GOVERNMENT SECURITY HEAD TELLS BUSINESS AND CRITICS
AMERICANS ENTITLED TO BOTH PRIVACY AND SECURITY; CALLS FOR INDEPENDENT SCRUTINY
Special Privacy Officers Guide to Homeland Security and Audio Tapes of Conference Sessions Available
Hackensack, NJ//March 20, 2003 "Dont be too quick to strike a balance between privacy and security. As Americans, we are entitled to a full measure of both," Admiral James Loy, Head of Transportation Security Agency in the Office of Homeland Security told business leaders, privacy advocates, legal and academic experts, and the media. In a keynote address at Privacy & American Business Ninth Annual National Conference in Washington, D.C., Loy also laid out the governments case for controversial new demands on business for access to consumer transaction information, and TSAs plans to expand passenger prescreening systems (CAPPS II).
Special Privacy Officers Guide to Homeland Security
P&AB has made special conference packages available that include audio tapes of all sessions from March 12-14, as well as unique P&AB conference research publications including received P&ABs Guide to Homeland Security Information Requirements. This Guide aids in the understanding of compliance issues in new security legislation where customer trust is at stake. It examines new anti-terror laws and how they are being administered. It also summarizes the concerns of civil liberties and consumer advocates about the scope of these demands on business, and the privacy safeguards that should be put in place. Examples of how companies are complying with government investigative demands are included, as well as a discussion of government requests for real-time direct access to corporate databases versus requests for specific individual information.
Debate: National Security vs. Civil Liberties
Loy assured Conference attendees that TSA is taking the privacy issue as seriously as fighting terrorism. He asserted that CAPPS II is in compliance with existing privacy laws and that TSA is imposing conservative limits on data collection and retention. According to Loy, TSA has no intention of keeping data for years, although it has the ability to do so. After passengers arrive at their destination, TSA will purge their data.
Loy emphasized the desire for oversight. "TSA is not asking for public trust," he said. "We are asking for oversight and welcome independent scrutiny."
Civil liberties advocate Jerry Berman, President, Center for Democracy and Technology, said he is not convinced the governments effort to protect citizens privacy rights and national security will work. "TSA has yet to explain how the system will work, what databases it will access, what proof TSA has that the program will be effective, or who will be in charge of performing the assessments used to determine passengers threat potentials," Berman said.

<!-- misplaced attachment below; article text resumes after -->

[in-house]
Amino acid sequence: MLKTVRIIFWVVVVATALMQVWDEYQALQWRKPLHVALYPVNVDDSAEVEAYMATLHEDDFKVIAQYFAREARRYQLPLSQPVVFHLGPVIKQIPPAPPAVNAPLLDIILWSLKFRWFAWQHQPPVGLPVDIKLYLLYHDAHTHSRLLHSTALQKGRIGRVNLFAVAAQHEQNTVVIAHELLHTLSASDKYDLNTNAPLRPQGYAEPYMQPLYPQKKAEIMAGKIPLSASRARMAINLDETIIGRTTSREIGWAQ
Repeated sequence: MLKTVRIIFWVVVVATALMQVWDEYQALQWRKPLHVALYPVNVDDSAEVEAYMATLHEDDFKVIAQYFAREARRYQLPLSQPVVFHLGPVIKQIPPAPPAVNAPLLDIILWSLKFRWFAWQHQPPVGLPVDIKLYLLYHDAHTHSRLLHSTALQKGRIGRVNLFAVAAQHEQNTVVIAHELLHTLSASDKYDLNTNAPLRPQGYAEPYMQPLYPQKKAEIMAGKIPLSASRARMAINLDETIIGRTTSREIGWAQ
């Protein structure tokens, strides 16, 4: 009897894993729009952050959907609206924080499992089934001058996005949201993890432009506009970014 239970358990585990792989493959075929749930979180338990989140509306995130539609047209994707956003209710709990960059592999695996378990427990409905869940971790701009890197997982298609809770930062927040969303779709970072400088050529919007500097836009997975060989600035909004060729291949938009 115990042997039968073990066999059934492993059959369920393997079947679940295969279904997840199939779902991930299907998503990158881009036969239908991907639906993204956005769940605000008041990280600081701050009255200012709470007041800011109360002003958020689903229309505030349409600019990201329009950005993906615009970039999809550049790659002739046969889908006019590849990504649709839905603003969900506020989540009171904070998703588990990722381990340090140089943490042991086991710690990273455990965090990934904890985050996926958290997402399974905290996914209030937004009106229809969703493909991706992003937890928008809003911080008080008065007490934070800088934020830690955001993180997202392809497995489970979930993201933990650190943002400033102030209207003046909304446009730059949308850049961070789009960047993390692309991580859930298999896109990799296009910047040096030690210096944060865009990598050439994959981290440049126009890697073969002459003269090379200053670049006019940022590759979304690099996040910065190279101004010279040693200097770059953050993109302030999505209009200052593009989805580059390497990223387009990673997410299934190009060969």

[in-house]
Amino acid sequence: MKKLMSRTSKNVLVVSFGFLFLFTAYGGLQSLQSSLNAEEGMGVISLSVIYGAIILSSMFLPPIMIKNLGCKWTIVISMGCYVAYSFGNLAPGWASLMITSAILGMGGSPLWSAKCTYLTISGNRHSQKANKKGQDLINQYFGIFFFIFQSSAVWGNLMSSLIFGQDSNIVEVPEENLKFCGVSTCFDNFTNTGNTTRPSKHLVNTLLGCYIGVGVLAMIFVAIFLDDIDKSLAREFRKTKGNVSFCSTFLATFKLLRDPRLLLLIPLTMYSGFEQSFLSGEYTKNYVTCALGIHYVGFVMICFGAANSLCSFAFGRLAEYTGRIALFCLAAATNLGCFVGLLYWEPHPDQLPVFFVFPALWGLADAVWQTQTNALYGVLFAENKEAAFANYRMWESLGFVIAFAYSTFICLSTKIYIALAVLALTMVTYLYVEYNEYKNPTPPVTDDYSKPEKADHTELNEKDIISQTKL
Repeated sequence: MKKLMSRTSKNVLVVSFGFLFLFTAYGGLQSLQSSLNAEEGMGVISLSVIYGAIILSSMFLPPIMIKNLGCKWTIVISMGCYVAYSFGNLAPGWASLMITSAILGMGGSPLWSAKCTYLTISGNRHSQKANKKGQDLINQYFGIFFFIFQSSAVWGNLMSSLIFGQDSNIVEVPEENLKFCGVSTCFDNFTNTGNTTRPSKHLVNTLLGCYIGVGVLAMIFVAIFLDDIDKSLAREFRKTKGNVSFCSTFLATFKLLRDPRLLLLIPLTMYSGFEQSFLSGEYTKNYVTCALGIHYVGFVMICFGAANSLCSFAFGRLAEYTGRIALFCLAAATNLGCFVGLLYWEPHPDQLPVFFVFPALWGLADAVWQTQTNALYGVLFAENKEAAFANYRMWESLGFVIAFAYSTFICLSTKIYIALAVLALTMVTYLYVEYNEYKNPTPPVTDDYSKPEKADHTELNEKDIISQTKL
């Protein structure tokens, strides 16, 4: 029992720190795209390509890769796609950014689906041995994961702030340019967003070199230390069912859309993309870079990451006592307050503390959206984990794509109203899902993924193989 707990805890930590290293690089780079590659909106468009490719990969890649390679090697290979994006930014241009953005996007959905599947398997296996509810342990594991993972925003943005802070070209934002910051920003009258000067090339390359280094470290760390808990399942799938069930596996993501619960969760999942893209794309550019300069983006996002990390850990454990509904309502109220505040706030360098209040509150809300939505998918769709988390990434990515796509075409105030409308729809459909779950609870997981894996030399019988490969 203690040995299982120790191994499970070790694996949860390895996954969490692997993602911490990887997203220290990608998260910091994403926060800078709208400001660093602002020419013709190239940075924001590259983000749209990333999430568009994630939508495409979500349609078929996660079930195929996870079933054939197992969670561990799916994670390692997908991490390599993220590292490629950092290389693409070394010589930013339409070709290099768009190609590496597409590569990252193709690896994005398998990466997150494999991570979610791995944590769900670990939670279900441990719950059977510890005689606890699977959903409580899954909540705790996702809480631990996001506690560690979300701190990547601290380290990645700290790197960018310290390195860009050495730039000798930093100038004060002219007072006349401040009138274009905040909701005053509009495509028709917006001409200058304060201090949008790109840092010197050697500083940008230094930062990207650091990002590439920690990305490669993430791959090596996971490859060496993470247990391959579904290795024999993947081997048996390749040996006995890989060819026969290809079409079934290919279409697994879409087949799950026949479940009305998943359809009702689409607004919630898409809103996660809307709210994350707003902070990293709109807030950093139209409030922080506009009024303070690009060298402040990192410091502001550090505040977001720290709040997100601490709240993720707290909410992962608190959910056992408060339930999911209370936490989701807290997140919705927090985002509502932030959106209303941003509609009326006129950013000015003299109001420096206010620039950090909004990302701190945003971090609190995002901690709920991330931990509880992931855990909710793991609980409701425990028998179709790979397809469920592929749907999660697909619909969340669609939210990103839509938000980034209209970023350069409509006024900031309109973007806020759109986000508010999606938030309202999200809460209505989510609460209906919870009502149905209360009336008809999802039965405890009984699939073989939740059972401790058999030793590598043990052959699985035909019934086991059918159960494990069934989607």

Michael de Janes, General Counsel, ChoicePoint, introduced the Admiral and chaired the session following Loys keynote address. Acxioms CPO, Jennifer Barrett, outlined seven privacy principles the government should follow in data collection: notice and reasonable disclosure; use and purpose; choice; full access to government-held information; information security; redress; and oversight. Barrett recognized that these principles are complicated and difficult to apply, particularly in government anti-terrorism efforts. "Americans should not have the right to opt-out, but it is important to understand where they do have choices," Barrett said.
Special Conference Package
About Privacy & American Business
Privacy & American Business, (pandab.org, www.PrivacyExchange.org, www.pjobs.org), is an activity of the Center for Social & Legal Research, a non-profit, non-partisan, public policy think tank exploring U.S. and global issues of consumer and employee privacy and data protection since its launch in 1993.
Always on the cutting edge, P&AB was the first to chart and analyze for business the rise of privacy from a second-tier concern to a front-burner issue and to provide opportunities in programs and meetings to assist businesses in understanding the privacy environment as it is evolving. P&AB, a pioneer in recognizing the rise of the corporate privacy officer (CPO), was the first to open its CPO Program in 1999.
The Center and all its activities are led by Dr. Alan Westin, President and Publisher of P&AB; Robert Belair, Partner at Oldaker, Biden & Belair and P&ABs Vice President; and Lorrie Sherwood, P&ABs Executive Director.
Press Contact: Irene Oujo, P&AB at (201) 996-1154 or email@example.com.